Clearly, such reasoning discloses that Smith's theory of scripture, the categorical assertion that scripture is a human activity, is fundamentally a part of his personal religious quest to come to terms with scriptural pluralism from a Christian theological perspective according to which the person of Christ and the not scripture of Bible is paramount. Smith merely turns to the evidence of history and makes use of the concepts and tools of phenomenology of religions in order to establish the Christian claim about the supremacy of the human person over a sacred text, the superiority of 'living spirit' over 'dead letter. It is hard not to view this theory as a reissue of the pristine Christian polemics against the 'literalist' Pharisees, even if it is now being proffered as a fresh insight of the academic discipline of the 'history and phenomenology of religions'. Nor is it a whit awkward that W C Smith should be acclaimed as one of the foremost exponents of this discipline. The only odd note in this academic pageant is the squeamish outcry of the Muslim critic! Besides its Christian vantage-point, there is such a profusion of 'we Westerners' in the diction that those who, either by force of circumstances or by choice, cannot participate in the cultural and civilization identity of the West, are excluded from joining Smith's 'world-theological' discourse. His is a Western project through and through.

    No doubt, the Muslim may also read Smith's work 'irenically' and construe his 'theory of scripture', a human endeavor at meaning,  as an 'explanation' not of the 'authorship' but of the 'readership' of sacred texts. If so, it may be compared to the classical Sunni theory of Ijma` or its Shi`i counterpart. (We may recall that one of the most significant controversies within the early civilization of Islam concerned the issue of exegetical 'inerracy'. In a debate about readership, Shi'ism claimed that the Sacred Text yields its secrets to the infallible imam who alone is Sahib al-Kitab, while Sunnism contended that the guarantor of the true meaning of the Text is the infallible consensus of the learned of the Community.) Even so, one wonders whether statements like the following can be subsumed by any Muslim theory of Ijma`: Cf: 'The real meaning of the Qur'an is not any one meaning but is a dynamic process of meanings, in variegated and unending flow. The true meaning of scripture is solid historical reality of the continuum of actual meanings over the centuries to actual people.' (my italics); or: 'The meaning of the Qur'an as scripture lies not in the text, but in the minds and hearts of Muslims.'! (emphasis mine)

    The real problem with Smith's theory is that by claiming that 'the meaning of the Qur'an is the history of its meaning', he abolishes the question of truth altogether. Scripture as (divine) text becomes superfluous, scripture as (human) meaning assumes preeminence. Any religious community may regard any text as sacred and revealed, it may read it in any way that it wants, it may change the meaning as often as it wills, and still Smith's 'theory' is not affected a whit! Needless to say that such a gratuitous sanctification of the post-modernist claim about the 'death of the author' not only renders the modernist's quest for 'historical meaning' as largely inconsequential, it also debunks the religious quest for true meaning, the meaning which relates the reader to the Transcendent. Far from being a triumph of the religious intellect, then, Smith's theory testifies to its total collapse. His religious consciousness surrenders utterly before the false-gods of immanentism and historicism. Only a heart filled with Nietzschean nihilism, only a soul convinced of 'the Death of God', could have contrived such a theory.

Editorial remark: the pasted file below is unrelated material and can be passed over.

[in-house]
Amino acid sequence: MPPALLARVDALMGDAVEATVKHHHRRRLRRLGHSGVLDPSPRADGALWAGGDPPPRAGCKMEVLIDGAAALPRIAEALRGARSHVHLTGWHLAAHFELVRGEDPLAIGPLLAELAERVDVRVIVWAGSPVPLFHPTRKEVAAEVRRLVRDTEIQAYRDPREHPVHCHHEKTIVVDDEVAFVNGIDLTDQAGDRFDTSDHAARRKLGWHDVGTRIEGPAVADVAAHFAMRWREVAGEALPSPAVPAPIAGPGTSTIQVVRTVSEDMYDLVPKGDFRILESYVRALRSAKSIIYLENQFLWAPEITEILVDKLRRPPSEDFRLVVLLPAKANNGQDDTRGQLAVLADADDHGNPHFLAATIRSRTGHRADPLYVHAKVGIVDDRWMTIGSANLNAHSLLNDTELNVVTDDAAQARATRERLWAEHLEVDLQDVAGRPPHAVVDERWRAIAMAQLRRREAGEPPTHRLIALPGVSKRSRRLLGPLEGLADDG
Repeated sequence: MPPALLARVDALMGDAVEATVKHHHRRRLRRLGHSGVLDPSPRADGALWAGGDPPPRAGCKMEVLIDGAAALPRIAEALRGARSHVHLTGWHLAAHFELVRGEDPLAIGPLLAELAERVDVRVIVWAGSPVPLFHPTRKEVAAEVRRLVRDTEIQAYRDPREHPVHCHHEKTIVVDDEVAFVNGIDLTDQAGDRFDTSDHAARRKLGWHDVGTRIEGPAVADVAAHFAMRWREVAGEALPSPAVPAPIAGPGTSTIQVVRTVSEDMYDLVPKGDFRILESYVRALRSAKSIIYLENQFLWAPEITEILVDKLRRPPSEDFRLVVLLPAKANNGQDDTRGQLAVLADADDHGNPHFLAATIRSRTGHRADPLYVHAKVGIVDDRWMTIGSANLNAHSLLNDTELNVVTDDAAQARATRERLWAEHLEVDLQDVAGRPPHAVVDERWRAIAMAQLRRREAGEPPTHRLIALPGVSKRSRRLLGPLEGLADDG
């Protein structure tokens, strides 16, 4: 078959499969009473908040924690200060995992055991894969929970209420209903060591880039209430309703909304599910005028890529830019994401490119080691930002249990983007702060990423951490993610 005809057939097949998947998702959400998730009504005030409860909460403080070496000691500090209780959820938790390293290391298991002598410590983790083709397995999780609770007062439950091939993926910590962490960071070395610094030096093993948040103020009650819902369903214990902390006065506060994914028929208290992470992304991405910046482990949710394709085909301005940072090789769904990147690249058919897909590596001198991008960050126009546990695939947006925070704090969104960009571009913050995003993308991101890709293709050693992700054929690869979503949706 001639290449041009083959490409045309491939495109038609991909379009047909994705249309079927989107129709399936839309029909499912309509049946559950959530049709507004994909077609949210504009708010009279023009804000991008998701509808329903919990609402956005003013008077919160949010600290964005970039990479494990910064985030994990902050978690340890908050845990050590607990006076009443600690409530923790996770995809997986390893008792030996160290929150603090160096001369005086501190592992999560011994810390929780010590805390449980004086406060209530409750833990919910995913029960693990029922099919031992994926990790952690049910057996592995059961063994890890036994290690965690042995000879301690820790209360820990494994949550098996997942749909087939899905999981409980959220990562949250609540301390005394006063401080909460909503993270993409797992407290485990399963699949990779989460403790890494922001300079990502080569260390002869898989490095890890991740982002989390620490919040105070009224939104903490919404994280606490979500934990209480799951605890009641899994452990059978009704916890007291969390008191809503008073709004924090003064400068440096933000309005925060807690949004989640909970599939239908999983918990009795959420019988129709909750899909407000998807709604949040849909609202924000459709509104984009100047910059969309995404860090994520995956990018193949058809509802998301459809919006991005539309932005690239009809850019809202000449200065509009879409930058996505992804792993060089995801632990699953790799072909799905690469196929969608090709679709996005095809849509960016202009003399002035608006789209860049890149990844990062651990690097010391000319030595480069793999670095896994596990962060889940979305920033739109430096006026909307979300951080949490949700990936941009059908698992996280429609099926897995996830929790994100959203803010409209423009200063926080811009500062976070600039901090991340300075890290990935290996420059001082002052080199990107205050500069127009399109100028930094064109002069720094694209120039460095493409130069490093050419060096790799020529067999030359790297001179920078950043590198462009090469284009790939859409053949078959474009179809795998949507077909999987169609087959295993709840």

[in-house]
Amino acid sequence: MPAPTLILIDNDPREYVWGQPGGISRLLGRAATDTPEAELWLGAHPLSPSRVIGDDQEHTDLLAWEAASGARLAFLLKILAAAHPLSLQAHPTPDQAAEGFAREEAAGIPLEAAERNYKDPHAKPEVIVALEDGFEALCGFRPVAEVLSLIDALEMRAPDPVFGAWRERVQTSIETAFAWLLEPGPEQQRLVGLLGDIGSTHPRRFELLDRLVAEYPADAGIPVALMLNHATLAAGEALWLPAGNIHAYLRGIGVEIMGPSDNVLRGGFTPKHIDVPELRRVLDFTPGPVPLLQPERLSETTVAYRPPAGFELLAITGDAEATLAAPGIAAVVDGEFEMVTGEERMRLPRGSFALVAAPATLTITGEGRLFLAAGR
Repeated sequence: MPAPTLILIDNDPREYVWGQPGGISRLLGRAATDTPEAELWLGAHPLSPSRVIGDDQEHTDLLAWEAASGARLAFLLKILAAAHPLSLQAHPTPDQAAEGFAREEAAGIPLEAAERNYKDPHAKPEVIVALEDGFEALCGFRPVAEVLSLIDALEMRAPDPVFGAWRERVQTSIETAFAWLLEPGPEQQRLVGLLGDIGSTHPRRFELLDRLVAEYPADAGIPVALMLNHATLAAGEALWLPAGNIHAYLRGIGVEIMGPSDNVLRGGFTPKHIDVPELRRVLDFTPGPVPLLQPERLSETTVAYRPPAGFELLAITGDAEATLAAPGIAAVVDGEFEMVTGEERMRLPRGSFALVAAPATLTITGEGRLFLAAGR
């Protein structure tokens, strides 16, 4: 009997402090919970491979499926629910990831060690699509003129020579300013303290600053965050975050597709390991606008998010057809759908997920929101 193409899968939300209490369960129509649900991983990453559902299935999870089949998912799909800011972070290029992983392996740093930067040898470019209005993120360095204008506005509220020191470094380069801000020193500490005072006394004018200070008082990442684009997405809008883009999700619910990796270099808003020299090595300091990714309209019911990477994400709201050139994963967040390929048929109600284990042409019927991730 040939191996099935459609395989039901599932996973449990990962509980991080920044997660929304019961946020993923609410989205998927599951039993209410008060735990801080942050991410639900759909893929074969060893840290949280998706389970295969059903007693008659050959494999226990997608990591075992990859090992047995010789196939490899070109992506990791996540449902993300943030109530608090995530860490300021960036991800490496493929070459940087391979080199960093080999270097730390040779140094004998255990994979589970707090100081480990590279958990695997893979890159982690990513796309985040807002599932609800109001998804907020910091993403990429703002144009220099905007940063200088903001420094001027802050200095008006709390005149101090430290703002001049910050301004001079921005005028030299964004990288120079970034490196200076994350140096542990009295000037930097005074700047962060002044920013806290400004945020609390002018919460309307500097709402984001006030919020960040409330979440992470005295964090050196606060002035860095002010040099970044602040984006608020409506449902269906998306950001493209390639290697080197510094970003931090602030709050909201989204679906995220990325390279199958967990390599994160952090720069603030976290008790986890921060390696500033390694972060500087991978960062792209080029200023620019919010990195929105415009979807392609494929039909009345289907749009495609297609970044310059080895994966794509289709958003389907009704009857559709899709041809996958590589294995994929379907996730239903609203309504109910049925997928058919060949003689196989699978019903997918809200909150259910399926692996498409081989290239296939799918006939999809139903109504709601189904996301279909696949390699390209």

Transcendent monotheism and historicism are two modes of thought and being that are diametrically opposed to each other. As a Christian incarnationist, Smith is perhaps not expected to be sufficiently alert to the problem of their ultimate incompatibility. But the Muslim has no excuse. For, as expressed by an unusually perceptive non-Islamist of the West: 'The Qur'an breaks decisively with that alliance between the Prophetic tradition and materialistic historicism - "what actually happened" - which set in with the materialistically historical triumph of Christianity.' (Norman O. Browne: "The Apocalypse of Islam", in Apocalypse and/or Metamorphosis. Berkeley, 1991. P 87). Little wonder that Muslims have never confounded the meaning of the Qur'an with 'the history of its meaning'. For them, the true meaning of the Qur'an has always been the meaning intended by God, the meaning in the 'mind' of God. All human and historical meanings are, hence, mere approximations. For all his historical and theological insights, Smith provides no reason for a Muslim to abandon this traditional stance. In the Muslim's quest to appropriate the true meaning of the Qur'an, to come as close to God's own meaning as humanly possible, neither Smith's theory of scripture, nor the Christian's incarnationist metaphysics, nor even the secularist's historical materialism is of any help. Perhaps, it would have been more fruitful for W C Smith to have produced a theory of incarnation, 'a human propensity to divinize', and documented the historical process of avatarism which was firmly reprimanded by the Qur'an.
 

Stockholm                                                                                          S Parvez Manzoor